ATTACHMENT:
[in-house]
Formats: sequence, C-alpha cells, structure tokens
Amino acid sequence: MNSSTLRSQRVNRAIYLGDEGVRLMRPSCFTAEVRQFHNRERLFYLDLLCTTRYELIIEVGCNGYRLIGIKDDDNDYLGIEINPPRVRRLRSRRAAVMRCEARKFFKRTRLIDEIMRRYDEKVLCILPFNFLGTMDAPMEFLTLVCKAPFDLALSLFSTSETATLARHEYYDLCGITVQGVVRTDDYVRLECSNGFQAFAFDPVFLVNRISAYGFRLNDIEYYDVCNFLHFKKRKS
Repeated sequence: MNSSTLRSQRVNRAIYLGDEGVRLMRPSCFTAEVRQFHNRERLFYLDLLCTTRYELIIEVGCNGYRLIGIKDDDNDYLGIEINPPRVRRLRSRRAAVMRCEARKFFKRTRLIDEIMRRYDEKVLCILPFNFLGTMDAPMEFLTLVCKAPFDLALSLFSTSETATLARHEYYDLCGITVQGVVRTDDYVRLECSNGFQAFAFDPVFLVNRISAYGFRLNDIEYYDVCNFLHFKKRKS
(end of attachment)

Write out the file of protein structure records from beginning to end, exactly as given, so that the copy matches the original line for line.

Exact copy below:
[in-house]
Formats: sequence, C-alpha cells, structure tokens
Amino acid sequence: MNSSTLRSQRVNRAIYLGDEGVRLMRPSCFTAEVRQFHNRERLFYLDLLCTTRYELIIEVGCNGYRLIGIKDDDNDYLGIEINPPRVRRLRSRRAAVMRCEARKFFKRTRLIDEIMRRYDEKVLCILPFNFLGTMDAPMEFLTLVCKAPFDLALSLFSTSETATLARHEYYDLCGITVQGVVRTDDYVRLECSNGFQAFAFDPVFLVNRISAYGFRLNDIEYYDVCNFLHFKKRKS
Repeated sequence: MNSSTLRSQRVNRAIYLGDEGVRLMRPSCFTAEVRQFHNRERLFYLDLLCTTRYELIIEVGCNGYRLIGIKDDDNDYLGIEINPPRVRRLRSRRAAVMRCEARKFFKRTRLIDEIMRRYDEKVLCILPFNFLGTMDAPMEFLTLVCKAPFDLALSLFSTSETATLARHEYYDLCGITVQGVVRTDDYVRLECSNGFQAFAFDPVFLVNRISAYGFRLNDIEYYDVCNFLHFKKRKS